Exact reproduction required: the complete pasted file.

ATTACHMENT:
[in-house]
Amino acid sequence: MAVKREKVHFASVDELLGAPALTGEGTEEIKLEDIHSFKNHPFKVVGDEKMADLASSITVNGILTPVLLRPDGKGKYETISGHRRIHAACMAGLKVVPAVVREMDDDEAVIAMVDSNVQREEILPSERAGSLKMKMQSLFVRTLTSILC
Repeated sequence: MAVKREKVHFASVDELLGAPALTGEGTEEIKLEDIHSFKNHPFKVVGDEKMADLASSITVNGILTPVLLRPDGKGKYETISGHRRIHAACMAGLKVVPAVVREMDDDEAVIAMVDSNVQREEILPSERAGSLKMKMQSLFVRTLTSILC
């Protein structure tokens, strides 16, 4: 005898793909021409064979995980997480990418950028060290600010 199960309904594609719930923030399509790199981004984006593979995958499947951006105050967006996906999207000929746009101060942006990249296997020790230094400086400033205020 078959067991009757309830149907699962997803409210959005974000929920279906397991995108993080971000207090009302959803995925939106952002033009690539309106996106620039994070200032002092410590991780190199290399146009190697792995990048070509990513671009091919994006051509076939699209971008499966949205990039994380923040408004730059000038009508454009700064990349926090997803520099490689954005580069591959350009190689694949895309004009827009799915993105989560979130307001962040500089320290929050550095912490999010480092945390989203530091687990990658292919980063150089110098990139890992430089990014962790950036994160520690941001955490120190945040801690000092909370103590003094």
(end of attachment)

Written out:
[in-house]
Amino acid sequence: MAVKREKVHFASVDELLGAPALTGEGTEEIKLEDIHSFKNHPFKVVGDEKMADLASSITVNGILTPVLLRPDGKGKYETISGHRRIHAACMAGLKVVPAVVREMDDDEAVIAMVDSNVQREEILPSERAGSLKMKMQSLFVRTLTSILC
Repeated sequence: MAVKREKVHFASVDELLGAPALTGEGTEEIKLEDIHSFKNHPFKVVGDEKMADLASSITVNGILTPVLLRPDGKGKYETISGHRRIHAACMAGLKVVPAVVREMDDDEAVIAMVDSNVQREEILPSERAGSLKMKMQSLFVRTLTSILC
């Protein structure tokens, strides 16, 4: 005898793909021409064979995980997480990418950028060290600010 199960309904594609719930923030399509790199981004984006593979995958499947951006105050967006996906999207000929746009101060942006990249296997020790230094400086400033205020 078959067991009757309830149907699962997803409210959005974000929920279906397991995108993080971000207090009302959803995925939106952002033009690539309106996106620039994070200032002092410590991780190199290399146009190697792995990048070509990513671009091919994006051509076939699209971008499966949205990039994380923040408004730059000038009508454009700064990349926090997803520099490689954005580069591959350009190689694949895309004009827009799915993105989560979130307001962040500089320290929050550095912490999010480092945390989203530091687990990658292919980063150089110098990139890992430089990014962790950036994160520690941001955490120190945040801690000092909370103590003094």